What a joy it is to dance and sing!

What a joy it is to dance and sing!

What a joy it is to dance and sing!

12 September 2018

The iconic line from Angela Carter’s magical novel rings ever true.

Song (and on this day specifically) dance, remains an integral part of our existence as human beings. Whether it’s after a few too many wines on a Friday, in your pants as you do the ironing or watching a beautifully crafted piece of movement on stage – dance remains a universal way for us to shake off our worries and get our hearts beating. Dance is at the heart of Emma Rice’s new production Wise Children. It’s a tale of the ever-passionate performer; living life for their craft and love, whilst also shining a spotlight into the dark corners of the industry we call show. For Nora and Dora Chance – our protagonists – to dance is all they know.

Every time I hear that iconic line from Angela Carter in the rehearsal room, the child inside of me does a little jig. The memory of discovering dance as a lost 10 year old remains one of the biggest turning points in my life. Being dropped off at my first ballet lesson was a momentous thing; there was me crying in terror at the prospect of tutus and tights, my loving mum stubbornly pushing me onward and the inspirational male ballet teacher who made the studio feel like a safe haven to flourish. What I discovered was a world where I could express my inner most emotions without saying a thing whilst simultaneously feeling freedom in my ever-awkward teenage body. That love has never left me. The passion I discovered lead me to London and a career I could’ve only have dreamt of back then. Just like Nora and Dora Chance in Wise Children – the pride I find in my craft and the thrill of entertaining will remain the backbone of my life as I grow old.

But life as a professional dancer can be a difficult thing. Like every profession it is full of bumps and bruises with the hard graft and commitment not always reaping the awards we dream of. Emma has beautifully drawn this out from Angela Carter’s novel and the pain and heartache that the performer can feel as they navigate life’s trials: ‘Every bone in our bodies aching, feet burning, exhausted, propping against each other on the tram after work half asleep, half awake?’. Oh and how life and work in the theatre can seem to become one! The physical pain is always waiting in the wings but the emotion that we imbue our work with hazes lines and boundaries that we don’t even realise are there. We give up multitudes for our love of dance and the Chance sisters’ constant mantra to keep finding the joy is a brilliant reminder to keep strong and stay true to why you started the journey in the first place.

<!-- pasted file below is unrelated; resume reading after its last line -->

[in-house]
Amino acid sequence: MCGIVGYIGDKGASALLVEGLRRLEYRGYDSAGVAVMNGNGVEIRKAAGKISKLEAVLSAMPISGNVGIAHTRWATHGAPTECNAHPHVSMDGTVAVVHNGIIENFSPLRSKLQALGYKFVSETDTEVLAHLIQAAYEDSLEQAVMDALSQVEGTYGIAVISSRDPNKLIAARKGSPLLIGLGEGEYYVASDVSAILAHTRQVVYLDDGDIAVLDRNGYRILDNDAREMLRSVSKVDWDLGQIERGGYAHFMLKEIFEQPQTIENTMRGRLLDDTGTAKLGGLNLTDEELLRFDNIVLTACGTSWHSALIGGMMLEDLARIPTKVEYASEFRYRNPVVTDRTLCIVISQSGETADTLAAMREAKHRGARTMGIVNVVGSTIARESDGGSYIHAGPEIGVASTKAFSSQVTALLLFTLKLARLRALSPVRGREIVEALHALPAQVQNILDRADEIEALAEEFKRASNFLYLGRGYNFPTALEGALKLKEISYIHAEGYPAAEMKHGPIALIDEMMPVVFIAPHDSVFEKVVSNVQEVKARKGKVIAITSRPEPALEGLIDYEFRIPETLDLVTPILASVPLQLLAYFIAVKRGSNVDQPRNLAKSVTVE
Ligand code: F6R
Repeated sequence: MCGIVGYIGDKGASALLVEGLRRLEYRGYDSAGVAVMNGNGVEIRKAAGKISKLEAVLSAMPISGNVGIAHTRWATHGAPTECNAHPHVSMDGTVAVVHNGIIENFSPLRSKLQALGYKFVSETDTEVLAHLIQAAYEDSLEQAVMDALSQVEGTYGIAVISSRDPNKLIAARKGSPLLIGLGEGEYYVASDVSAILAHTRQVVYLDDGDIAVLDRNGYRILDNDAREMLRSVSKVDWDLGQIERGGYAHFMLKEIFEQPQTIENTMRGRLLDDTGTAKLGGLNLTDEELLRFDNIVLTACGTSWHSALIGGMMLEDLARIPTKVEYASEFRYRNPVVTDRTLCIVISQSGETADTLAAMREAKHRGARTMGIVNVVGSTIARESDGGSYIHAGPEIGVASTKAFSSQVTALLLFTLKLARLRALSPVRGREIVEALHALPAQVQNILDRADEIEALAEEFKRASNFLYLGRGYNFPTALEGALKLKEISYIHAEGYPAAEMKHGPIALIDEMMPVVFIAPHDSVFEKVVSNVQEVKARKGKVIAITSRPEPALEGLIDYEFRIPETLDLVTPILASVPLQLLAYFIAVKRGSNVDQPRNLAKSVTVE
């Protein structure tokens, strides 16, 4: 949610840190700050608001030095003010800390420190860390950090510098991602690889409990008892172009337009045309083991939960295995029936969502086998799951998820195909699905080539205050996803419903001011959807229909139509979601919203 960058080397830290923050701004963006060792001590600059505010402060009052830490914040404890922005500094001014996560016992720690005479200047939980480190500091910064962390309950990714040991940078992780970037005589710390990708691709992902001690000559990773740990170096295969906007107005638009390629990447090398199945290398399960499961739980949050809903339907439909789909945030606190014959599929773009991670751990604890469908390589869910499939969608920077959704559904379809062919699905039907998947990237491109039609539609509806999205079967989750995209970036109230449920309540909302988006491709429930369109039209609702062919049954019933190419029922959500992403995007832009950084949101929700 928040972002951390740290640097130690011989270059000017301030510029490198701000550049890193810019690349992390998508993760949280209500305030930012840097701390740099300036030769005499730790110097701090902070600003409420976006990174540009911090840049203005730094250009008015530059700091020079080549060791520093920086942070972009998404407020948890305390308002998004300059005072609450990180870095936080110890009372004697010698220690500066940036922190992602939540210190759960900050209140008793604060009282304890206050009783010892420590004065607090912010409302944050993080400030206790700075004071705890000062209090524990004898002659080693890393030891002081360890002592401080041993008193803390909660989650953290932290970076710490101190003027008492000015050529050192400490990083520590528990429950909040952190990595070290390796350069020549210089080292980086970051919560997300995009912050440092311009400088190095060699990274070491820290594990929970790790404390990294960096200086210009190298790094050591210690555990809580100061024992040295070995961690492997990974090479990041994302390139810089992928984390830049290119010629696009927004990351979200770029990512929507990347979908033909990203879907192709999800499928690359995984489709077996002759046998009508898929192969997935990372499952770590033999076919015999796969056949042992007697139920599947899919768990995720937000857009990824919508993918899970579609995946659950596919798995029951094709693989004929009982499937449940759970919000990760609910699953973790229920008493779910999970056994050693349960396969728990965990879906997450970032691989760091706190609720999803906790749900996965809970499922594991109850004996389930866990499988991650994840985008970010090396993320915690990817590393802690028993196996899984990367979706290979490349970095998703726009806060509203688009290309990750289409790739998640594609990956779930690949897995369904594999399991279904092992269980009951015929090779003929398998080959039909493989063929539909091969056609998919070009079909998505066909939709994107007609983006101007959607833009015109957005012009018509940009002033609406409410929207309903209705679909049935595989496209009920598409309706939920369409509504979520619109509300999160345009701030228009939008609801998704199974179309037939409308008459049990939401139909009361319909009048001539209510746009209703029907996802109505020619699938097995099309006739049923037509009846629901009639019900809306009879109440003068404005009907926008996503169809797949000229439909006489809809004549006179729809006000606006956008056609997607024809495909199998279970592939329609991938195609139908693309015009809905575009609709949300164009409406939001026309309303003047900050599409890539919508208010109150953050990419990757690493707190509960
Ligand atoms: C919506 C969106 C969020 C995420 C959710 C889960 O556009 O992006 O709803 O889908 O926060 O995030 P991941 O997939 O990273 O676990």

My life journeys have weaved and meandered and the amount I now dance professionally has dwindled (mostly now very unprofessionally with a margarita whilst listening to Cardi B). What really excites me now is how dance can tell stories – how the body and our physical energy can bring people together to feel, laugh and love. I do believe ANYONE can dance and as I continue to work as a choreographer and movement director find so much joy in guiding people of all ages, backgrounds and experience to find their inner confidence. Within the work I make (and I believe it is similar for Emma) – dance and movement can let us connect with emotion and narrative where words may not necessarily be able to go. A form that can let an audience make their own decisions about what they’re witnessing, imagine the sensations of it and recognise the relationships between us. Some of my favourite moments in Wise Children are when the dance and the music catch us off guard and combine to take us as on an unexpected storytelling roller coaster – it’s really magic – and I can’t wait to see how the audience respond.

I’d like to leave you with an image of dance that moved me to tears – shaken by its all-embracing connection to the heart.

I visited Blackpool a few years ago and marveled at the beautiful ballroom there. It was 3pm on a Wednesday and the lavish hall was filled with every possible age of dancer dressed up in their finest finery. Couples listened to each others bodies, felt the music and were emboldened enough to embrace the moment whole heartedly. But it was specifically seeing the couples in their 70’s and 80’s (the same age as Nora and Dora at the end of our tale) – dancing gently as if they’d waltzed straight out of a picture book – was some of the most beautiful storytelling I have ever seen.

Let’s remember the words of Nora and Dora – ‘What a joy it is to dance and sing!’.

Tom Jackson Greaves, Assistant Choreographer for Wise Children